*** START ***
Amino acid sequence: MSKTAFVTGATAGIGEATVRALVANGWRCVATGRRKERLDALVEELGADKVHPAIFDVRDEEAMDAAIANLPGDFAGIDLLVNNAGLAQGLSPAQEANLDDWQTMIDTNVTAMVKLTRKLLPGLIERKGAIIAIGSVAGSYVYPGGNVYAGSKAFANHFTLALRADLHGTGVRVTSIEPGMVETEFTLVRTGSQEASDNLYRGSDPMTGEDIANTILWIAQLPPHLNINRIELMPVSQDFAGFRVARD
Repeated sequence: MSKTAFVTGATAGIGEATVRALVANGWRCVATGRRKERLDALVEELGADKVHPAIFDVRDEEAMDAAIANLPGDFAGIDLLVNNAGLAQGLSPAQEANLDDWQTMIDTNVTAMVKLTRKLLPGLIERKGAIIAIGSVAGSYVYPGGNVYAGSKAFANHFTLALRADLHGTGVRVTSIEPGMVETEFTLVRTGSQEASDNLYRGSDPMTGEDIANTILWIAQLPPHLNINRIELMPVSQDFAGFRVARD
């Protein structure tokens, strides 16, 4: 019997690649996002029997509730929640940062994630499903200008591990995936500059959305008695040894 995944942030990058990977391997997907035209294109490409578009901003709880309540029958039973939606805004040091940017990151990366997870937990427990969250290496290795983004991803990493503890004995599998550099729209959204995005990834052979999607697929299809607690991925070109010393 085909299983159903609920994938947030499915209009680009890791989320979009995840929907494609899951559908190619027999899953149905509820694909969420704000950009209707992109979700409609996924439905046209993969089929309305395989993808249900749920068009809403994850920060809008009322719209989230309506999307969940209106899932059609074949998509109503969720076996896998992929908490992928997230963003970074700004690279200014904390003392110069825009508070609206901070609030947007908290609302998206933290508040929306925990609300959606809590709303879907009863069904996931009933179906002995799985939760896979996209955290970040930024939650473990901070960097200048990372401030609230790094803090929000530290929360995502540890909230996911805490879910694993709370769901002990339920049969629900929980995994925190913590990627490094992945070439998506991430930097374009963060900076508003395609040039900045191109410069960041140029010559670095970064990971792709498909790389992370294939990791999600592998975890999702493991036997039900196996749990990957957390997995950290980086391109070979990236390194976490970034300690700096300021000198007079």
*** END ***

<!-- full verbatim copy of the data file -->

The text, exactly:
Amino acid sequence: MSKTAFVTGATAGIGEATVRALVANGWRCVATGRRKERLDALVEELGADKVHPAIFDVRDEEAMDAAIANLPGDFAGIDLLVNNAGLAQGLSPAQEANLDDWQTMIDTNVTAMVKLTRKLLPGLIERKGAIIAIGSVAGSYVYPGGNVYAGSKAFANHFTLALRADLHGTGVRVTSIEPGMVETEFTLVRTGSQEASDNLYRGSDPMTGEDIANTILWIAQLPPHLNINRIELMPVSQDFAGFRVARD
Repeated sequence: MSKTAFVTGATAGIGEATVRALVANGWRCVATGRRKERLDALVEELGADKVHPAIFDVRDEEAMDAAIANLPGDFAGIDLLVNNAGLAQGLSPAQEANLDDWQTMIDTNVTAMVKLTRKLLPGLIERKGAIIAIGSVAGSYVYPGGNVYAGSKAFANHFTLALRADLHGTGVRVTSIEPGMVETEFTLVRTGSQEASDNLYRGSDPMTGEDIANTILWIAQLPPHLNINRIELMPVSQDFAGFRVARD
């Protein structure tokens, strides 16, 4: 019997690649996002029997509730929640940062994630499903200008591990995936500059959305008695040894 995944942030990058990977391997997907035209294109490409578009901003709880309540029958039973939606805004040091940017990151990366997870937990427990969250290496290795983004991803990493503890004995599998550099729209959204995005990834052979999607697929299809607690991925070109010393 085909299983159903609920994938947030499915209009680009890791989320979009995840929907494609899951559908190619027999899953149905509820694909969420704000950009209707992109979700409609996924439905046209993969089929309305395989993808249900749920068009809403994850920060809008009322719209989230309506999307969940209106899932059609074949998509109503969720076996896998992929908490992928997230963003970074700004690279200014904390003392110069825009508070609206901070609030947007908290609302998206933290508040929306925990609300959606809590709303879907009863069904996931009933179906002995799985939760896979996209955290970040930024939650473990901070960097200048990372401030609230790094803090929000530290929360995502540890909230996911805490879910694993709370769901002990339920049969629900929980995994925190913590990627490094992945070439998506991430930097374009963060900076508003395609040039900045191109410069960041140029010559670095970064990971792709498909790389992370294939990791999600592998975890999702493991036997039900196996749990990957957390997995950290980086391109070979990236390194976490970034300690700096300021000198007079």